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The formation of two polar lows over the Gulf of Alaska are studied, using observations taken during the OCEAN STORMS field experiment. Synoptic-scale and mesoscale analyses were constructed using NOAA P-3 aircraft flight-level and radar data and dropwindsonde profiles, in addition to conventional data sources. The synoptic-scale analyses show that polar low development occurred in a low-level mesoscale baroclinic zone near the center of a mature, occluded synoptic-scale low pressure system. The disturbances propagated along the zone in the reverse shear sense, i.e., in the direction opposite to the thermal wind within the zone. The mesoscale analysis reveals a boundary layer jet of 38 m son the cold side of the baroclinic zone accompanying the leading polar low. Indirect evidence suggests that a Sawyer-Eliassen secondary circulation was present; polar low development occurred in the region of a frontogenetical geostrophic deformation. Convective activity was not prominent during the growth phase of the polar lows, as determined from satellite imagery and radar reflectivity measurements. Extremely high ocean waves (~13 m) occurred in response to intense wind forcing on the mesoscale on a sea state preconditioned by moderate forcing on the synoptic scale. The observed synoptic-scale and mesoscale structures are compared with results from previously studied polar lows. This case appears to represent an example of polar low development due primarily to moist baroclinic processes.
The Institute of Marine Science (IMS) maintains an oceanographic database using the Ingres (tm) relational database management system (RDBMS). It contains physical, chemical, biological and geological data from the Gulf of Alaska, Bering Sea, Chukchi Sea, Beaufort Sea, Prince William Sound, Cook Inlet and other coastal waters. Currently, the database contains data as far back as 1970 and it is about 500 Mbytes in size. Access is restricted to IMS researchers. However most data can be extracted from the database and forward to other researchers on a at-cost basis. Copies of most data were submitted to the National Oceanographic Data Center (NODC). Physical Oceanography % STD - Salinity, Temperature and Depth. 60% of the database. % CM - Current Meters. % TG - Tide Gauges. Biological Oceanography % INFAUNA - Benthic Data from the Bering and Chukchi Seas. % PHYTO - Phytoplankton data from the ISHTAR project. % ZOOP - Zooplankton data from the ISHTAR, APPRISE and other projects. % CHL - Chlorophyll data from the ISHTAR project. % PP - Primary productivity, carbon and nitrogen uptake data from the ISHTAR project. Chemical Oceanography % NUTRIENT - Nutrient chemistry data from the ISHTAR project. % METAL - Heavy metal concentration data. (very small) Geological Oceanography % GRAIN SIZE - Sediment grain size data from the Beaufort and Chukchi seas. Exxon Oil Spill Data -------------------- This database is "litigation sensitive." Access is restricted to researchers working on the Coastal Habitat Injury Assessment (CHIA) project. % INTERTIDAL % Invertebrates % Fishes % Algae % Semicircle Density % Limpet Growth/Survivorship % Mussel Growth/Survivorship % Swath Data % Mussel Histology % Photo Analysis % SUBTIDAL % Shallow Infaunal and Epifaunal Data % Deep Infaunal Data, 40+ Meters The Institute of Marine Science (IMS) is the oldest and the largest unit of the School of Fisheries and Ocean Sciences. It is active in research and graduate training at the masters and doctoral levels, supports coastal facilities at Seward and Kasitsna Bay, and operates the 133-foot research vessel Alpha Helix for the National Science Foundation.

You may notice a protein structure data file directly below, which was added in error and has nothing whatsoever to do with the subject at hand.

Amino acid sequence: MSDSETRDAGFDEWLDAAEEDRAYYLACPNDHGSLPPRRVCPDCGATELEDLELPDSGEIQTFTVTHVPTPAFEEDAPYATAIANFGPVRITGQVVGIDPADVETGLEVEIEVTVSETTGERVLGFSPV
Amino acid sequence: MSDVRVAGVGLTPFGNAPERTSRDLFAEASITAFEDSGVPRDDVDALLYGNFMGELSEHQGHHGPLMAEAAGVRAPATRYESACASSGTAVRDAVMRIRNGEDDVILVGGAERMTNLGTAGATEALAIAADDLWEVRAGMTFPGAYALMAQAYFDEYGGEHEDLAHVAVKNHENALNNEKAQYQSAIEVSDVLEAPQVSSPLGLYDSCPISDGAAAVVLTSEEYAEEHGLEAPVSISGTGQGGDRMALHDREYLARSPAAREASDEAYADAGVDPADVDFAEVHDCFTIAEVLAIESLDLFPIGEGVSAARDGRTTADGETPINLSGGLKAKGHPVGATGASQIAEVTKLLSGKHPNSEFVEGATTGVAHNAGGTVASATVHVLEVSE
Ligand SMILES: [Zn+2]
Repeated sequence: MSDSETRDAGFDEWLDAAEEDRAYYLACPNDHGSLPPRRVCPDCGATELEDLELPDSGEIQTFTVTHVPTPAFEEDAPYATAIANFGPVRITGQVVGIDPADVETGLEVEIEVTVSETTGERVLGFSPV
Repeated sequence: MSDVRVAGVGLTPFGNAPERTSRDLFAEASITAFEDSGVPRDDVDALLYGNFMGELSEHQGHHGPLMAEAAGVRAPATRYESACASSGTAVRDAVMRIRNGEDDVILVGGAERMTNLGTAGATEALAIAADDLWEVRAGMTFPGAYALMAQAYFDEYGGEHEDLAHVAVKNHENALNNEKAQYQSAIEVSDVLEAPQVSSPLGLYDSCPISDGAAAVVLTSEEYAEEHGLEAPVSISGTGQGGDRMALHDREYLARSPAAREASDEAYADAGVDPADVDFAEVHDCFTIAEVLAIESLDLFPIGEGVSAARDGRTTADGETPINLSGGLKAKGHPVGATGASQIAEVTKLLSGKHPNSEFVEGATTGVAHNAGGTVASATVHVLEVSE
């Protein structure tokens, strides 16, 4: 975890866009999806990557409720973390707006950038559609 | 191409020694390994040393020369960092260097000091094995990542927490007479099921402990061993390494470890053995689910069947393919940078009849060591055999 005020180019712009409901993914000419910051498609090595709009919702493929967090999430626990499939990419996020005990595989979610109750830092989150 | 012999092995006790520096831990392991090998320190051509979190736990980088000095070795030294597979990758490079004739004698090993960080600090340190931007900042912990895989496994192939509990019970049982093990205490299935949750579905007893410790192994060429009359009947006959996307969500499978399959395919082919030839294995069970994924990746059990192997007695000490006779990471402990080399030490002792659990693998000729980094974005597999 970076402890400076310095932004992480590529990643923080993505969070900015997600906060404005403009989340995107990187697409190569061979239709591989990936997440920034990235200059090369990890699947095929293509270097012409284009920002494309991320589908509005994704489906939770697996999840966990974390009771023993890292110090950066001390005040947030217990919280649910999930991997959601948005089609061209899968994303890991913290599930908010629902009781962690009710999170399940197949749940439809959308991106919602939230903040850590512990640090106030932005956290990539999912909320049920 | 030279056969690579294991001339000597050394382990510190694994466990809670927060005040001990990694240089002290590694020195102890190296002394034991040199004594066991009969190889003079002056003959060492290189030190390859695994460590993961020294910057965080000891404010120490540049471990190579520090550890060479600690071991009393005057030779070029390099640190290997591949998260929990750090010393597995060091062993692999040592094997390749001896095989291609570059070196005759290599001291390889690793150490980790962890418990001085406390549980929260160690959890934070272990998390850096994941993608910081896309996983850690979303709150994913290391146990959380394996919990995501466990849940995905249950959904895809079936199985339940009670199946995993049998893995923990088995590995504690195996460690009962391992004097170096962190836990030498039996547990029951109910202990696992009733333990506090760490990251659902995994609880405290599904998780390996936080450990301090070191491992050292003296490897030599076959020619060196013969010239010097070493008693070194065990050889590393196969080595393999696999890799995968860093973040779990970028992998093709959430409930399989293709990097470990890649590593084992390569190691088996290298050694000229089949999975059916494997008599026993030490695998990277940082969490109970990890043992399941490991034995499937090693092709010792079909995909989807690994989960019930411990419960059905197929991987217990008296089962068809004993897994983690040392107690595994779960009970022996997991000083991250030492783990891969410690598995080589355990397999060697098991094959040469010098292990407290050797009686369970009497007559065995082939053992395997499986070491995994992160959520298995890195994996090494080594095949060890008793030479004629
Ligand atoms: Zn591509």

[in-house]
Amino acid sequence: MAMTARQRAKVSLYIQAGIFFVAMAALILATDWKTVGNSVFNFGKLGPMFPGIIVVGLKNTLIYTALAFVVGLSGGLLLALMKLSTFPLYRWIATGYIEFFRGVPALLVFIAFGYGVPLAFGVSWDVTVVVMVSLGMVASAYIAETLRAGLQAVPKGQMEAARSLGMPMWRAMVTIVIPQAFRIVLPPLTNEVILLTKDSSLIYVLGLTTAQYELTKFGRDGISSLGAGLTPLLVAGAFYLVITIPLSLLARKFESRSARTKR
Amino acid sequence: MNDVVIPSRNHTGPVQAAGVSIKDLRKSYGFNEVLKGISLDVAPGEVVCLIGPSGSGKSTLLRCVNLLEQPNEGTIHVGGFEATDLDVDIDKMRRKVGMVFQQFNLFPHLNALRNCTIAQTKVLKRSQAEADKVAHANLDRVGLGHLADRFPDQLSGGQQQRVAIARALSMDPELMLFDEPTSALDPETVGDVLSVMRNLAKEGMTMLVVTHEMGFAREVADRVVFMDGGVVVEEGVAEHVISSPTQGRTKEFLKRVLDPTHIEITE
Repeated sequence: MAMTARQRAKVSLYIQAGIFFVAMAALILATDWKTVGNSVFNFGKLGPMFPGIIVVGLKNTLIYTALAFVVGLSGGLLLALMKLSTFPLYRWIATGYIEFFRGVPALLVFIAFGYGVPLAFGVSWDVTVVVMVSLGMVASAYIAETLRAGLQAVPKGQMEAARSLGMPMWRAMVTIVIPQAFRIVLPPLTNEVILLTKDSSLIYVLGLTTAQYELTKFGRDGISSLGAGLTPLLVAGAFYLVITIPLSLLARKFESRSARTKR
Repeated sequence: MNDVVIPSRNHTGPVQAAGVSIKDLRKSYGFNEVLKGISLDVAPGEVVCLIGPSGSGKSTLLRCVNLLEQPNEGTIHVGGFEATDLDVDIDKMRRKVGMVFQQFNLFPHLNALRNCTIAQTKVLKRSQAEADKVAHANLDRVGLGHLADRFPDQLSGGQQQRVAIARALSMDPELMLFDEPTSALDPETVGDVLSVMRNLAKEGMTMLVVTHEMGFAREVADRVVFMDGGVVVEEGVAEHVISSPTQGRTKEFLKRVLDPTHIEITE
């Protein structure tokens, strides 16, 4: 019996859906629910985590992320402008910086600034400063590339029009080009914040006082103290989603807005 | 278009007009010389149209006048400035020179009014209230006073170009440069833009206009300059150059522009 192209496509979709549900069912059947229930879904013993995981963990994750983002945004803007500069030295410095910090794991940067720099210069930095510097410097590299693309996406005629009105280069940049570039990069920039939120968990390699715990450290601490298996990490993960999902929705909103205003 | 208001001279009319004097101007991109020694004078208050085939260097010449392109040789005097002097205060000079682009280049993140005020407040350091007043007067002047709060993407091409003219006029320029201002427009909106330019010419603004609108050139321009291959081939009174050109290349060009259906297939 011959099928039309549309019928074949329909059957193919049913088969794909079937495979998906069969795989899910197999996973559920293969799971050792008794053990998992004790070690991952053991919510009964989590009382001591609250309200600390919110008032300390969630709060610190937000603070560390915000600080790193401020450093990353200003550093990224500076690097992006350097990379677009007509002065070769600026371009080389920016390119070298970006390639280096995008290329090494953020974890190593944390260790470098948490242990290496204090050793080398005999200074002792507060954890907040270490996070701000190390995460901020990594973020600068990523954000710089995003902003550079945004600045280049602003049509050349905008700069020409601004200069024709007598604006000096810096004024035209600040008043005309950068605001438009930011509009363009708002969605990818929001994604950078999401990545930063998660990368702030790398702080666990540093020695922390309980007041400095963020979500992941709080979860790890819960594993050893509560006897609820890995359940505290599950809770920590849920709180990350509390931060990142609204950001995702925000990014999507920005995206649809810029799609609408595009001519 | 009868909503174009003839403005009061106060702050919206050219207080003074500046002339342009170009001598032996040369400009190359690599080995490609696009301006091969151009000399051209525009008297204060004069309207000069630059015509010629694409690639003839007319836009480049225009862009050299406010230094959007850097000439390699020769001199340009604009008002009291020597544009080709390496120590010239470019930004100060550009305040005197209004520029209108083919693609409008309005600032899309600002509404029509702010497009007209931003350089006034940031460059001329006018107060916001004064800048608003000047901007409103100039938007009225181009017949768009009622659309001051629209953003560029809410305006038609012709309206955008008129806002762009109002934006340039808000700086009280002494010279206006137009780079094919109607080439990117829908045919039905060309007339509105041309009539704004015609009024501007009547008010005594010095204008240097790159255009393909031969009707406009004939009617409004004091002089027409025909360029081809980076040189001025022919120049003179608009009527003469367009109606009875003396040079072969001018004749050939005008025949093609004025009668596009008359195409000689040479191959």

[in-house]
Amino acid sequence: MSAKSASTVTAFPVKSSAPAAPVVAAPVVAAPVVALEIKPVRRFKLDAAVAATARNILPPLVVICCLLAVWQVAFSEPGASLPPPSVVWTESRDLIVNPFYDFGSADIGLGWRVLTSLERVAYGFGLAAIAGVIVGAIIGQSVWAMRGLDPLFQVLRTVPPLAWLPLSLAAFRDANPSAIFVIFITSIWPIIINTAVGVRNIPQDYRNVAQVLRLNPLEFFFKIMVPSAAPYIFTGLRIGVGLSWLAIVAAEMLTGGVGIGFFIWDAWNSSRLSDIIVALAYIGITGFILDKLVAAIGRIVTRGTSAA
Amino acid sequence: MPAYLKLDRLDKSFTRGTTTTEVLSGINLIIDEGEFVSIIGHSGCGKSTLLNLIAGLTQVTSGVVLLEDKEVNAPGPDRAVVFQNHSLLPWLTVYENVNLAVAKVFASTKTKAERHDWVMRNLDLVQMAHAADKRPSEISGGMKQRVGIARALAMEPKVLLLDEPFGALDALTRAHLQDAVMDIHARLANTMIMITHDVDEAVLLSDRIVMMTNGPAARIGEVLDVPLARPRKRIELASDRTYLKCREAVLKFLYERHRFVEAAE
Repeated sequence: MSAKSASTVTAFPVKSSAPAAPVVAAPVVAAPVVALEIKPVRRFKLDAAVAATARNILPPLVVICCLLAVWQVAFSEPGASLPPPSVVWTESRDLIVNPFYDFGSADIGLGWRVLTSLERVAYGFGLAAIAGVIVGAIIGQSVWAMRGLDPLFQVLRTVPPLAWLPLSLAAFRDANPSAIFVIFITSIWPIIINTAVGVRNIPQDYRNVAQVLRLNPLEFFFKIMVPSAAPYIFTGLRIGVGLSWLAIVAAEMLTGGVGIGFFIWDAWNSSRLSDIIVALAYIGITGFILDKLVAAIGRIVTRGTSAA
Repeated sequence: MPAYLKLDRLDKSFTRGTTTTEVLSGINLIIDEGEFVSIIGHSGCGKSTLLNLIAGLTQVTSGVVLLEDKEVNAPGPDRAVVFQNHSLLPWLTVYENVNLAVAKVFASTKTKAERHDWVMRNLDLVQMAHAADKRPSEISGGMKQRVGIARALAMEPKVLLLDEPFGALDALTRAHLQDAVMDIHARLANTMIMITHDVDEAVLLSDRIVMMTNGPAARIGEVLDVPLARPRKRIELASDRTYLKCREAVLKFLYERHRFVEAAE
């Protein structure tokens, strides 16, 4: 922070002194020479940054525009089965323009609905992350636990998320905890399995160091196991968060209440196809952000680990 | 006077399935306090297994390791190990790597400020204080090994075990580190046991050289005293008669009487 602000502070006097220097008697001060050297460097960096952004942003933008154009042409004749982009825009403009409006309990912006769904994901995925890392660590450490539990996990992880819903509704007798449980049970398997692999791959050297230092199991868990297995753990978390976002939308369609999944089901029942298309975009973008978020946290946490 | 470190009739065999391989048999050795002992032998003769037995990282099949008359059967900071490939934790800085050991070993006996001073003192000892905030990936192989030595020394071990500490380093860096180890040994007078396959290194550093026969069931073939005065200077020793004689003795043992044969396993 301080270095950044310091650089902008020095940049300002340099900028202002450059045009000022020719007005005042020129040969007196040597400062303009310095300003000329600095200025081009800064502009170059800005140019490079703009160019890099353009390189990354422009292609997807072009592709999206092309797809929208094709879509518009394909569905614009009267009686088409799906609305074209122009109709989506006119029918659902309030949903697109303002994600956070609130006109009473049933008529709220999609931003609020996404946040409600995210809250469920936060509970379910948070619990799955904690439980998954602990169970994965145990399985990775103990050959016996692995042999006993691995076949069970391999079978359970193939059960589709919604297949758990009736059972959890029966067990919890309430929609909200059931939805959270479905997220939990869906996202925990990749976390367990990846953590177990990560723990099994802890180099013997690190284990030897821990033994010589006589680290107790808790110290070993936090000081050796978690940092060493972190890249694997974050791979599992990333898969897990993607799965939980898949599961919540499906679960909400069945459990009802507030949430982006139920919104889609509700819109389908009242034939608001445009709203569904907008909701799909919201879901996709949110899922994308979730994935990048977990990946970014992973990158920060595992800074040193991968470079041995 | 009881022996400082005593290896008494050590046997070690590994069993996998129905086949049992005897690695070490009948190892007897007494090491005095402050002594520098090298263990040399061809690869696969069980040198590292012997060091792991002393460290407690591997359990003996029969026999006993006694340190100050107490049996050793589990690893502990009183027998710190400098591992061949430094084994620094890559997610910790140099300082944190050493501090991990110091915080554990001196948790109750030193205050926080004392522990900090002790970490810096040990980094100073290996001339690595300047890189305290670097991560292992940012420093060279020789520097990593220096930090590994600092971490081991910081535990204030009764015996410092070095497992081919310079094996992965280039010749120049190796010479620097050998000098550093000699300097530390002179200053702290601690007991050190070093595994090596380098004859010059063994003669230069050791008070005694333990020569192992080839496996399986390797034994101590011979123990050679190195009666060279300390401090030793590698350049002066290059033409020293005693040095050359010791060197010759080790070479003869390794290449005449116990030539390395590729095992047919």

The diets of commercially important Groundfish species in the waters surrounding the Aleutian Islands during the summer of 1991 were studied. Important prey types, predator-prey size relationships, and prey distribution are discussed in detail.